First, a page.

mean a saving of up to 30 percent and a $5,000 deductible can

result in a savings of up to 37 percent. If you raise you deductible,

bank some of the premium savings so that you ll have the money

for minor home repairs.

Buy all insurance policies from the same company in order to

receive a multiple policy discount.

Avoid frivolous claims. Submitting a legitimate claim after years

of paying premiums is justifiable, but frequent claims may mark

you as a high risk. Consider paying for smaller losses to avoid

related premium surcharges or even the chance of nonrenewal.

Review your policy annually. Correct and/or update the information.

Double-check the information regarding how far your home

is from a water source such as fi re hydrant, as well as the location

of the nearest fi re station. If you carry an insurance endorsement

on an item that s depreciated, reduce or eliminate the endorsement

that covers it.

Although there are more cases of under-insuring rather than

over-insuring, make sure you land is not included in the amount of

insurance coverage you buy. Land is part of your home s market

value but does not need to be insured.

Stay with your insurer. Some insurers reduce premiums by 5

percent after three to fi ve years, and up to 10 percent if you remain

a policyholder longer.

Keep tabs of your credit. An Insurance Bureau Score (IBS) is a

snapshot of your insurance risk picture based on information in

your credit report. Some companies take insurance scores into

account when assessing a potential homeowners insurance risk.

IBS refl ects your credit payment patterns over time, with more

emphasis on recent information.

Ask about available discounts. Some companies provide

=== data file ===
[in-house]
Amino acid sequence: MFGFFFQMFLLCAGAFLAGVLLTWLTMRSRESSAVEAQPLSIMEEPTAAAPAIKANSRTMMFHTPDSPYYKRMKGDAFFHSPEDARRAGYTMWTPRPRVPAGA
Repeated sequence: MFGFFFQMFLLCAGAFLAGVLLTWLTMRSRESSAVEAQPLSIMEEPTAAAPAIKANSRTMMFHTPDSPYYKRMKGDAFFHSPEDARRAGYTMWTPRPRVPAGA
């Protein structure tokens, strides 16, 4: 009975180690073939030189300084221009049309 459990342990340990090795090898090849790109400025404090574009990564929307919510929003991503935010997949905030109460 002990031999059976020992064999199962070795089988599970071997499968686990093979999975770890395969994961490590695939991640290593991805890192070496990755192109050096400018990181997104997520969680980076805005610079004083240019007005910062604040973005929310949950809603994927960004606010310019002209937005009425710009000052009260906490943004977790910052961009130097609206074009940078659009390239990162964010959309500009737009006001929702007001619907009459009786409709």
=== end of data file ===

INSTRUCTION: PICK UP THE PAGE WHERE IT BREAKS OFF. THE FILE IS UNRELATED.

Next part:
discounts typically in the 8 to 15 percent range for new construction,

since newer homes are built to updated building codes and

standards. Some insurers offer discounts for monitored home

security systems. As noted earlier, if you ve had your home insured

with the same company or agency for several years, you may also

be eligible for an additional premium discount.

To prevent losing coverage:

Protect your home against typical perils. By preventing losses

and claims, you can also help to keep the cost of insurance down.

These include: Keep fi re extinguishers in fi re-prone areas such as

the kitchen and laundry; Replace old, faulty wiring and make sure

to tell your insurer; Regularly check your roof, down spouts and

pipes for clogs or leaks; Discourage crime by using exterior lights

at night and dead bolt locks; Repair loose railings, steps or walks.

Avoid filing claims for small loses, such as those just above your

deductible.

As previously noted, on average a home owner files a claim once

every eight to 10 years. If you happen to fi le multiple claims within

a few years, you may be susceptible to being non renewed.

Educate yourself. Find out what Ohio s law is regarding home

insurance renewals. Contact the Ohio Department of Insurance at

(800) 86-1526 or on the Web at www.ohioinsurance.gov.

If you receive a nonrenewal or cancellation notice, take immediate

steps before the policy lapses. It s easier to fi nd another carrier

while you re still insured in the voluntary market. Obtain quotes

from at least three insurers so you can compare premiums and

coverage options. If you are having trouble fi nding coverage,

contact the Ohio FAIR (Fair Access to Insurance Requirements)

Plan. The Ohio FAIR Plan provides a variety of coverages, but at

higher premiums. Many FAIR policyholders obtain coverage on a

temporary basis in order to clear past claims histories or to buy

time in locating a private insurer. For more information on the Ohio

FAIR Plan, call (800) 282-1772.

If you have any concerns about insurance issues, ask a real estate

professional-a REALTOR with the Toledo Board of REALTORS for guidance. REALTORS are working hard to make your dreams of home ownership a reality.